Transgenerational Hate

‘Iyo uza kwimenya, nanjye ukamenya, ntiwari kunyica’ (If you knew who you are, and knew who I am, you wouldn’t have killed me)’– Message at the Gisozi Genocide Memorial.

This video (poorly subtitled in French): shows General James Kabarebe, former Minister of Defence and Presidential Advisor on Security, giving a lecture to members of the Genocide Survivors Students Association (AERG) in November last year.  Afande Kabarebe was speaking to AERG youth about sacrifice. He warns them of the genocide ideology inculcated in their peers raised in the diaspora.

Here is a translation in English, word-for-word: ‘There is another generation of Rwandans who grew up like you did, and who are now in a position to organize themselves in Mozambique, in Zambia… They have become economically strong across southern Africa.’ 

He proceeds: ‘I once read in a newspaper from Lesotho publishing results of the national exams; [the names on] lists of students who scored the highest [were]: Nshimirimana, Twagirimana, Twagirumukiza, etc., the top 20 students had Rwandan names. This reminded me of when we too were in Uganda, we used to be the same. I remember when I was about to go to high school, whenever they published lists of the best performing primary school graduates, the top 100 were Rwandans. Now, two decades later, these countries publish the best students, you find that they are Rwandans.’

‘This wouldn’t be a problem, had these children been brought up with the right ideology. Unfortunately their thinking is like that of their parents, which is to destroy the country. So you are going to be facing each other. They have stabilized and started organizing themselves. They have economic power, in business and in agriculture in Malawi and across southern Africa and even in Europe.’

‘Sometimes our country mobilizes to fight genocide ideology among those groups and some dissociate themselves from it. But, this means that there is another generation that will face you with ethnic ideology. Them believing that that’s the line which they should continue, and you believing that never again should such ideology be accepted in Rwanda.’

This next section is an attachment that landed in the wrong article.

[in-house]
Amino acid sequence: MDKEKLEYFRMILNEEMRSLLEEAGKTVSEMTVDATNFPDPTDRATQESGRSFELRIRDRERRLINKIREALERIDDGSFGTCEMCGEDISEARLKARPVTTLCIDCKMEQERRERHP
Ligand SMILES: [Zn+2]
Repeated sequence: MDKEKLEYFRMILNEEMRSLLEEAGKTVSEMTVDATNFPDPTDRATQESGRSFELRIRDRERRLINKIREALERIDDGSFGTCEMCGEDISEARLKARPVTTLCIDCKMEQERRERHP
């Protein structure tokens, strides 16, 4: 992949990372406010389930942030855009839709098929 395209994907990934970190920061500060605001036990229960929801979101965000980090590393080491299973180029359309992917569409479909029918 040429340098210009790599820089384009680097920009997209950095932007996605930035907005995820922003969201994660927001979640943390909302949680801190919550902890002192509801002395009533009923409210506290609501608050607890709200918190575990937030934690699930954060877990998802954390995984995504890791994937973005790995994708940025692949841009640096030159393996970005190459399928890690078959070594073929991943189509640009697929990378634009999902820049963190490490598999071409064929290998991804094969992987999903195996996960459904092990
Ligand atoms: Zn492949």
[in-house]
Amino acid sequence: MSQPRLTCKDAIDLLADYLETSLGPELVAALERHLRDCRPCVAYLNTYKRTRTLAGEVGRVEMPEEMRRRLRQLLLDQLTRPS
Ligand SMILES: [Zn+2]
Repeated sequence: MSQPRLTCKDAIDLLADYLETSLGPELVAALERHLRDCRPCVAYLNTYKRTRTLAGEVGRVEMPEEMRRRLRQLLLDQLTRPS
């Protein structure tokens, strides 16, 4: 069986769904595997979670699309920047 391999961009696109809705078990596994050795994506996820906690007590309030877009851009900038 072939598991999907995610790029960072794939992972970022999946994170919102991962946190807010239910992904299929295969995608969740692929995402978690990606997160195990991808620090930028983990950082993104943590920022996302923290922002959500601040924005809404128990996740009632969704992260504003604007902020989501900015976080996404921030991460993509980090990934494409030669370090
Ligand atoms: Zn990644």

Then Afande Kabarebe draws a historical parallel: ‘It is going to be difficult to destroy genocide ideology because, thus is Rwandan history. [If you remember] in the immediate aftermath of the genocide, in 1995, 1996, 1997 the defeated government reorganized and attacked the northern province of our country. This is the same as when the Inyenzi [our parents] attacked Rwanda in the early sixties and were defeated…. [So] this leads them to believe that after thirty years, their turn will come back. They are mistaken. What differentiates our ideology to theirs, is that we haven’t spent thirty years preaching hatred; we have spent it rehabilitating the people: the Rwandan social fabric.’

This requires consciousness, not only for survivors but for all youth. What we freedom fighters and survivors have in common is our vulnerability and what the country demands from us. To always put the country first before one’s own life. It is to bring all the people together: You must be magnanimous. You have more to give, you must give forgiveness, you must go the extra mile compared to the rest of Rwandans.

If you are lucky, your peers [referring to youth in the diaspora] would join you in this journey so that the country advances in unity. But you survivors, have more to give because you have been affected more, compared to your peers who have not seen what you saw. 

The message was poetic, a message of selflessness and abnegation;  a message of patriotism. Obviously, it did not sit well with genocide revisionists, including one Gaspard Musabyimana, a former intelligence officer in President Habyarimana’s office. Gaspard wrote an entire blog in French distorting the lecture. He claimed to have uncovered a video that had been hidden because in it Afande Kabarebe ‘preaches hate’ and ‘makes revelation on the plans of the RPF to disorient refugees in exile’. He said Afande Kabarebe refers to ‘Hutu’ children as ‘dangerous’ and tells ‘Tutsi’ children that ‘they have the country now and must impose their ‘monopoly’ over it.